Statement on Senate Action on the Proposed Constitutional Amendment on Prayer in Schools

March 20, 1984

I am deeply disappointed that, although a majority of the Senate voted for it, the school prayer amendment fell short of the special two-thirds majority needed to win in the Senate today.

I would like to express my heartfelt gratitude for the unprecedented outpouring of support from citizens who made their views known to their Senators on this issue. And I want to thank Senators Baker, Thurmond, Helms, and Hatch for their valiant efforts to restore this revered American tradition.

This has been an important debate revealing the extent to which the freedom of religious speech has been abridged in our nation's public schools. The issue of free religious speech is not dead as a result of this vote. We have suffered a setback, but we have not been defeated. Our struggle will go on.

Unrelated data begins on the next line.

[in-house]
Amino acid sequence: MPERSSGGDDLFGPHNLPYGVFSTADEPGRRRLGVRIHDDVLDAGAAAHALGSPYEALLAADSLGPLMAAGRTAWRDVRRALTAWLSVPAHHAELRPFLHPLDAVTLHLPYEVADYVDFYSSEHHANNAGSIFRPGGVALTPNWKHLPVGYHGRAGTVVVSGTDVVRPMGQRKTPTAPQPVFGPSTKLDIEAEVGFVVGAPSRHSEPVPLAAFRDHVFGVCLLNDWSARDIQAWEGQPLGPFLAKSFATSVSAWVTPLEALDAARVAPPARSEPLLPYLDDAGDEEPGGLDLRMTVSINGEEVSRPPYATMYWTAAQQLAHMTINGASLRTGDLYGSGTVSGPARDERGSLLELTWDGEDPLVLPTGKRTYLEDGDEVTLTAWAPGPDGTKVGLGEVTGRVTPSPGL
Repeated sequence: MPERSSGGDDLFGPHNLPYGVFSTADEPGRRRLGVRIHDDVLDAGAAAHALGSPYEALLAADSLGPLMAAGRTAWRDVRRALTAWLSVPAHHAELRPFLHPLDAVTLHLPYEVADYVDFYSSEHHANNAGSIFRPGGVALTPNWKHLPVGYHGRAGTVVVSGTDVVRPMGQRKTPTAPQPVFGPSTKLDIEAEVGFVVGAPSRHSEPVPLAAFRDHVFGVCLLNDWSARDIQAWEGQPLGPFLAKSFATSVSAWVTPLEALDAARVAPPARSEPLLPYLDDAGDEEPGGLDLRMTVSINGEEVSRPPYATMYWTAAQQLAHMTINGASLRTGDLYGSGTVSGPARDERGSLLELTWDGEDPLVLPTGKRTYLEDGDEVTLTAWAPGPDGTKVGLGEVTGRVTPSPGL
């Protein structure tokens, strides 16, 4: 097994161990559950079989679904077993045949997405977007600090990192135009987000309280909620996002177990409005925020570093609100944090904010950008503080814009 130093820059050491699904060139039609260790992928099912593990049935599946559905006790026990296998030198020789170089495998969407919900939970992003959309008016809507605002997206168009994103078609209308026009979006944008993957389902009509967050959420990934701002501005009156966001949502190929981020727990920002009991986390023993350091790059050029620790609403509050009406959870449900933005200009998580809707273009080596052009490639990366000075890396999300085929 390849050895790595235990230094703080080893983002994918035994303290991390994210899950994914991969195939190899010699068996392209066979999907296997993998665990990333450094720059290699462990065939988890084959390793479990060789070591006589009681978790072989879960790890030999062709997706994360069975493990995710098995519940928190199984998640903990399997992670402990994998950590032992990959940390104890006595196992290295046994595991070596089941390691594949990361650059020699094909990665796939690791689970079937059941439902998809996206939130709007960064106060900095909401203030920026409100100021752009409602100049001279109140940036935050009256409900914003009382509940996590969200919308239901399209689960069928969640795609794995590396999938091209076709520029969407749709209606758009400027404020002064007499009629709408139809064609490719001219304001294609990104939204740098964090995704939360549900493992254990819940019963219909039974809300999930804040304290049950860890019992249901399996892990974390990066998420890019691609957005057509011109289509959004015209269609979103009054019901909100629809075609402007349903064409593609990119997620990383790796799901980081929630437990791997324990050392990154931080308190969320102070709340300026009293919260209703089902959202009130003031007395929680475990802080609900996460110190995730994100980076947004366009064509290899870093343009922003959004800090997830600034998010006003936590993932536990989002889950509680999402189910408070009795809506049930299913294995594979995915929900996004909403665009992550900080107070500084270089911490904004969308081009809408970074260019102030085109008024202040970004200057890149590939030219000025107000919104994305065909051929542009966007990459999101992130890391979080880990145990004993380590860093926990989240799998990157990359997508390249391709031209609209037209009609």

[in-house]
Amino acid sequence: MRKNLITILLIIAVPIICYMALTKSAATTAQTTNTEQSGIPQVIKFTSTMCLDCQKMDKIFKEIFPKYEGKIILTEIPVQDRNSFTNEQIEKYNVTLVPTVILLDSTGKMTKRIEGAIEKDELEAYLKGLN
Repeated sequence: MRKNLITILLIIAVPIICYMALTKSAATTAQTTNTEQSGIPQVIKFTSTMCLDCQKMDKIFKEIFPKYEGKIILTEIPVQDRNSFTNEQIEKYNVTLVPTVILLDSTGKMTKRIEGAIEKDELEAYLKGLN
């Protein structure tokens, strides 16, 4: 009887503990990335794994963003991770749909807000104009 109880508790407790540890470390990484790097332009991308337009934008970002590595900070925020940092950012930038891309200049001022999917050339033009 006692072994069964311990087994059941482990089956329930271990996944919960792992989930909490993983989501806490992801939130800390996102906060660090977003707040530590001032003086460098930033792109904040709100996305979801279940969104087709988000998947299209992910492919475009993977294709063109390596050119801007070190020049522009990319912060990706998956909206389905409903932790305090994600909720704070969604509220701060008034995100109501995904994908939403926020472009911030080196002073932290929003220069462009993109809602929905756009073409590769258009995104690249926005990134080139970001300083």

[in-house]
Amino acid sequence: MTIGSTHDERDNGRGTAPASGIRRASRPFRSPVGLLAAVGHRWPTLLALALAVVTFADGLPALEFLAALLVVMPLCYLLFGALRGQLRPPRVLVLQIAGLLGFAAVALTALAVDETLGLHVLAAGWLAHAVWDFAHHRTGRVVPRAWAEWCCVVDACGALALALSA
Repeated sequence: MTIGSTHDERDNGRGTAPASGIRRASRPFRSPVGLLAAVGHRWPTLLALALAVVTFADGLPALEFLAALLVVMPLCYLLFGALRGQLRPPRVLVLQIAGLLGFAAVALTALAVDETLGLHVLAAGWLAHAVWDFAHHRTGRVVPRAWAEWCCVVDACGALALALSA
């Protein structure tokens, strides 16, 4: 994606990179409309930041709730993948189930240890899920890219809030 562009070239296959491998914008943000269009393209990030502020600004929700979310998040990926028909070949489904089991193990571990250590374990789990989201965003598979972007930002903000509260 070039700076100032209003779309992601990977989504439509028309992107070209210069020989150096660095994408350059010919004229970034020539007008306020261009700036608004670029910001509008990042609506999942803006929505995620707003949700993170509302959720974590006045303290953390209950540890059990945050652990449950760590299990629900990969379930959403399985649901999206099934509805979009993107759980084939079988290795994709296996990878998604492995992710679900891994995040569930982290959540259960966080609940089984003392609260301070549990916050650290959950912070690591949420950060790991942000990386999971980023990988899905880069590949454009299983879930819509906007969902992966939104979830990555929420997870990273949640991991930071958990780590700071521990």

The courts themselves can restore a more balanced view of the first amendment, as we have seen in some recent cases. My administration will continue our efforts to allow government to accommodate prayer and religious speech by citizens in ways that do not risk an establishment of religion. I urge the Congress to consider the equal access legislation before both Houses so that voluntary student religious groups can meet on public school property on the same terms as other student groups.